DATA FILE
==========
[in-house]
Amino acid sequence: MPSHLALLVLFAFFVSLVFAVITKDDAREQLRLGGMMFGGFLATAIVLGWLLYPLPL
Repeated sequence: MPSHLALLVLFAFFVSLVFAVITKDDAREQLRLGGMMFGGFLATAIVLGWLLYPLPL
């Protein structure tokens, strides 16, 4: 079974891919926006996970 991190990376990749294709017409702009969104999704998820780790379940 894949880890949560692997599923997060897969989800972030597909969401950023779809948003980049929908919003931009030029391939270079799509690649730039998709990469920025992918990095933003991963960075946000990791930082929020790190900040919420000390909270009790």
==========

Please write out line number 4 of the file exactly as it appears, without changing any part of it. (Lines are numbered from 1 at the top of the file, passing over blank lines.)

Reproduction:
């Protein structure tokens, strides 16, 4: 079974891919926006996970 991190990376990749294709017409702009969104999704998820780790379940 894949880890949560692997599923997060897969989800972030597909969401950023779809948003980049929908919003931009030029391939270079799509690649730039998709990469920025992918990095933003991963960075946000990791930082929020790190900040919420000390909270009790």